"They definitely have to be trained [in science]," she said of all law-enforcement agents.
Forensics is a growing field, she said, and it is also encouraging an interest in science in young girls and women.
"We're seeing it across the board," she said.
Student Becky Poleto said she has an interest in the Federal Bureau of Investigation Analysis Unit, and that sparked her interest in the course. She said she enjoyed the blood spatter unit, in particular.
An avid reader of Sherlock Holmes mysteries, Poleto said she is hoping to go to college near Elmira, where the FBI has a facility she hopes to intern at.
Joni Zucker said the course was a more interesting alternative to some of the other electives the school offered and Dan Woogsinger said he wanted something science-based since he hopes to become a pharmacist.
Alyssa Schienberg said she took the course because of her interest in how forensics is portrayed on television. Woogsinger said he does not watch a lot of television, but when he does, crime shows are all he watches.
Ryan talked about the "CSI effect," which, for better or worse, has created unrealistic expectations about what is practical and possible when analyzing a crime scene.
She said the class will watch shows like CSI more critically and try to see where unrealistic determinations are made.
She quipped that popular media may deter criminals who think it too hard to commit crimes and noted that it does help generate interest in the field.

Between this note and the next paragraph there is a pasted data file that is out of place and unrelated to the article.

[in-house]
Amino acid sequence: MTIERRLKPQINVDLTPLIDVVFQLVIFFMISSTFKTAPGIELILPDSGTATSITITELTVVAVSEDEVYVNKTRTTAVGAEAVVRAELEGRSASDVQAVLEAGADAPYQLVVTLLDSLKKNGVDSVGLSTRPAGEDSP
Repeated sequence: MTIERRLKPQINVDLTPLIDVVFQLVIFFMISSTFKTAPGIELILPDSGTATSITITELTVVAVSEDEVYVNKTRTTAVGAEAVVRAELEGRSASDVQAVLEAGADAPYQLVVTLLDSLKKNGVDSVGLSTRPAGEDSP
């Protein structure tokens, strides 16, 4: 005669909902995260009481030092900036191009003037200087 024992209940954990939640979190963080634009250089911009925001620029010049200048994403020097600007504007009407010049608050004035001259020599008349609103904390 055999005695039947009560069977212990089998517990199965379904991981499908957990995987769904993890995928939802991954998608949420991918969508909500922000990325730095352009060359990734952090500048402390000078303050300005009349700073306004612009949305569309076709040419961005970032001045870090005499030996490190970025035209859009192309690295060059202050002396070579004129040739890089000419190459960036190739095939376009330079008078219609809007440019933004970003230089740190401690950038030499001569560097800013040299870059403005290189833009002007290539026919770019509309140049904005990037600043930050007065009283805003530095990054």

Other shows like "Forensic Files" and DVDs about actual cases also supplement the course.
Ryan is also looking to bring in guest speakers and is discussing the possibility of having someone from the Colonie Police Department speak to the class about forensics.
On Monday, Feb. 8, the students were focused on handwriting, identity fraud, ransom notes and letters taunting police. Historical cases were discussed, including the 1888 Jack the Ripper letters allegedly sent to taunt police. The class studied handwriting from different incidents to see if theories about copycat murders panned out.
The class also studied the Zodiac killer from the late 1960s and more modern cases like that of the murder of JonBenet Ramsey in 1996.
Forensics attempts to "individualize" evidence at a scene, Ryan said, to pinpoint who is responsible for creating evidence at a scene.
"You have to think about things differently," she said.
Students also used laboratory classes to study DNA samples using "electrophoresis."
"DNA fingerprinting is used routinely to solve crimes," Ryan said. "By examining the results in our labs, the students really get a feel for how crimes in the real world are cracked."